Next, we arrive, I believe, at the central issue of our request for God’s attention: Your righteousness is eternally righteous; Your Torah is truth (Tehillim 119:142). People often (especially when suffering) question the righteousness of the world God created and rules. We loyal Jews, however, daily express our firm belief that God’s universe is just, even when we have difficulty fathoming the reality we face. 

This verse ends by declaring, as well, our belief in the truth of our Torah. Rav Soloveitchik explained this phrase to mean that Torah demands ‘authenticity’. Torah is the opposite of SHEKER, dishonesty and deception.  

At this point, we quote the verse, ‘Grant truth (EMET) to Ya’akov; kindness (CHESED) to Avraham, as You promised to our ancestors in days of yore (Micha 7:20). Often this verse is understood to state that Ya’akov was the man of truth; Avraham the man of kindness. No argument here, but I don’t believe that is the point of our verse. Our verse in its literal meaning is explaining that God’s largesse to Ya’akov was the fulfillment of a deal or covenant (Breishit 28:20-22), and, therefore, all of God’s help was an act EMET, fulfilling the deal. 

Avraham, on the other hand, also received great gifts and promises from God. However, there hadn’t been any previous agreement. When God, or anyone, gives without any previous commitment that giving is a CHESED, an act of kindness, not a required act. 

Moving on, we next encounter a verse which has become a famous response to the question, ‘How’re you doin’?’ This verse begins, BARUCH HASHEM YOM YOM! (Blessed is God each and every day). Our Sages learned from this statement that we should repeat the appropriate blessings daily (Berachot 40a). But on the literal level this phrase leads into the next statement, ‘He has loaded us (with blessings).’ Because God is the Power of salvations. 

Then we declare God to be our Protector, who provides us a refuge in this cruel and dangerous world (Tehillim 46:8). The penultimate verse quoted, ‘God, Master of Legions, fortunate is the one who trusts in You! (84:13). This tandem of praises emphasize how much we rely on God in this life on earth. In our prayers, we must both make our requests, but also declare our faith that God is the proper address for all these petitions.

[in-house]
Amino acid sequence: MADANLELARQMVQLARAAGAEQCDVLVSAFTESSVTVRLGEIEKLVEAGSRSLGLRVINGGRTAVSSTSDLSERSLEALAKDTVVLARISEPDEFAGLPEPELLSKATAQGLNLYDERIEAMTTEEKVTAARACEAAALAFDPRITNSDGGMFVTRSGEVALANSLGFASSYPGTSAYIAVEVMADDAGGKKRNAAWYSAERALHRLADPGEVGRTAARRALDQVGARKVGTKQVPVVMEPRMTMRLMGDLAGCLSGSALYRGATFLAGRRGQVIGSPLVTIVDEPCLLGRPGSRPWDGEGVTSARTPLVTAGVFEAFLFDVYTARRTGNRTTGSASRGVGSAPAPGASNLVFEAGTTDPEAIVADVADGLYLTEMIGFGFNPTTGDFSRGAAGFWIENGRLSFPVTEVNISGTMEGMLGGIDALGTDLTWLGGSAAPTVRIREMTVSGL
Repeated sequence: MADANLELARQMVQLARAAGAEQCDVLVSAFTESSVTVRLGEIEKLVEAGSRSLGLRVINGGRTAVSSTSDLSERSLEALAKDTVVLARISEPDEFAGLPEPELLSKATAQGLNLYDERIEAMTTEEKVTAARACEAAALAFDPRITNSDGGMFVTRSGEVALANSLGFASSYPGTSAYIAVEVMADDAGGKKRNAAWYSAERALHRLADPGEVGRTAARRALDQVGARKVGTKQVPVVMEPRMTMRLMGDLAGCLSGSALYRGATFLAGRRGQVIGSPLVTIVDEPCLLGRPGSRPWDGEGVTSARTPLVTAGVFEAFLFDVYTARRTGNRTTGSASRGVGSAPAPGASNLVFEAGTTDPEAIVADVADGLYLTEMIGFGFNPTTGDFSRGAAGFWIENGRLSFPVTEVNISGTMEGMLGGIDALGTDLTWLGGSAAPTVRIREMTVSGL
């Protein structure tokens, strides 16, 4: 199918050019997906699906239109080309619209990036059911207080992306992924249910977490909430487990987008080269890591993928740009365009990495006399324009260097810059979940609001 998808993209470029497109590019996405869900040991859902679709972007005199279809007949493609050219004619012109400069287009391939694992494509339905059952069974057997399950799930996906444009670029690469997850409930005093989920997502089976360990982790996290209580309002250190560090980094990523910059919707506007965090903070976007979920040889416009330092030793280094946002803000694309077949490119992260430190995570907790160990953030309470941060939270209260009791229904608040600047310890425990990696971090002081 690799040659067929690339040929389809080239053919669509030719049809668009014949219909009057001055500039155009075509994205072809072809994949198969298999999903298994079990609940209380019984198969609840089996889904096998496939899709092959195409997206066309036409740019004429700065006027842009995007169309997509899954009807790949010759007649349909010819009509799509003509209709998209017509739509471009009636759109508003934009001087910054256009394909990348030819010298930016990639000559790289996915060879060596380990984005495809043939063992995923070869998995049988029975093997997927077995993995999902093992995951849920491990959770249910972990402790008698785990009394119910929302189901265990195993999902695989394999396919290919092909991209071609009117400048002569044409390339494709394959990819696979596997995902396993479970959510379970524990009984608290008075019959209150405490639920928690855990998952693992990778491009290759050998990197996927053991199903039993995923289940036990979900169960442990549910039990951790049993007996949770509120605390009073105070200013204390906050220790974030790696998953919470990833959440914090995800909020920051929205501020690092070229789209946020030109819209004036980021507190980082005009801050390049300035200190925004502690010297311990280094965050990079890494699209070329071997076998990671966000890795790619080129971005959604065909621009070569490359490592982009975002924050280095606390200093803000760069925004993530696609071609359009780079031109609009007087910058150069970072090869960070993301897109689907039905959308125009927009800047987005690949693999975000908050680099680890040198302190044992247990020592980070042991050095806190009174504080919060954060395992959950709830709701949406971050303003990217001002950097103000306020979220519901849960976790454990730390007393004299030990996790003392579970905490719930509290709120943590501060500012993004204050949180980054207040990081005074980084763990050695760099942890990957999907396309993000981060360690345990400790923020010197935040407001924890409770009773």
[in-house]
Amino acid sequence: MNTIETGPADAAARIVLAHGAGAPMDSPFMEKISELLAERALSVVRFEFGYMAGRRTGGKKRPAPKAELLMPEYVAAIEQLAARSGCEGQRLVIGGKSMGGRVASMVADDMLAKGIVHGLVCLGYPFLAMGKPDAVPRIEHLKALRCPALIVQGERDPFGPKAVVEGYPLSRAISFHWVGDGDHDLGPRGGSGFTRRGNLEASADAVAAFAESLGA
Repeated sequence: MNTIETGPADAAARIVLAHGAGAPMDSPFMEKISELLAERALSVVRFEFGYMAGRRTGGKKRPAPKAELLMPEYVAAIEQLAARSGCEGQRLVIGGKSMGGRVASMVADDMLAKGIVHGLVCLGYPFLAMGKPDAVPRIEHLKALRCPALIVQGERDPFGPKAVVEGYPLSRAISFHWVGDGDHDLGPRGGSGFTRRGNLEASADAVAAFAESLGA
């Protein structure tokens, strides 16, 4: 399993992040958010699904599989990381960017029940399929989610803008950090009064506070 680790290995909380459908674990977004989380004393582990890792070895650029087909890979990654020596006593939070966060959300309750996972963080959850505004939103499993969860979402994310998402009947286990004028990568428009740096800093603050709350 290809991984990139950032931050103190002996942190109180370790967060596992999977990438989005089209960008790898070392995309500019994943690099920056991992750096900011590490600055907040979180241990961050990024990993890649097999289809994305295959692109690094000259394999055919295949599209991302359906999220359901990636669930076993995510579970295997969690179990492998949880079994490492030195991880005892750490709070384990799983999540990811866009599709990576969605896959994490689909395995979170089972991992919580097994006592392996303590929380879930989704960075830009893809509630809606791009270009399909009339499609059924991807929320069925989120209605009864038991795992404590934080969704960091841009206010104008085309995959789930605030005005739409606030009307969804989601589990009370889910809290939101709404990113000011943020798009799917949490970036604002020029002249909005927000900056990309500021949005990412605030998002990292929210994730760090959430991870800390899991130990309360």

Finally, we end this middle section of Kedusha D’Sidra with the well-known verse: God save! May the King answer us on the day we call (20:10). This verse expresses our confidence that God will be there in our time of need. Our nation has survived because God intervened when our plight was dire. We conclude this part of the prayer by making this declaration of hope and confidence in God’s supervision over Jewish destiny. It’s only because of this faith that we engage in prayer. 

So, this concludes the middle of Uva L’Tziyon, which more than anything else is a statement about the efficacy of prayer, and is, as well, a declaration of our trust in God. Three parts down; two to go.  

About the Author
Born in Malden, MA, 1950. Graduate of YU, taught for Rabbi Riskin in Riverdale, NY, and then for 18 years in Efrat with R. Riskin and R. Brovender at Yeshivat Hamivtar. Spent 16 years as Educational Director, Cong. Agudath Sholom, Stamford, CT. Now teach at OU Center and Yeshivat Orayta.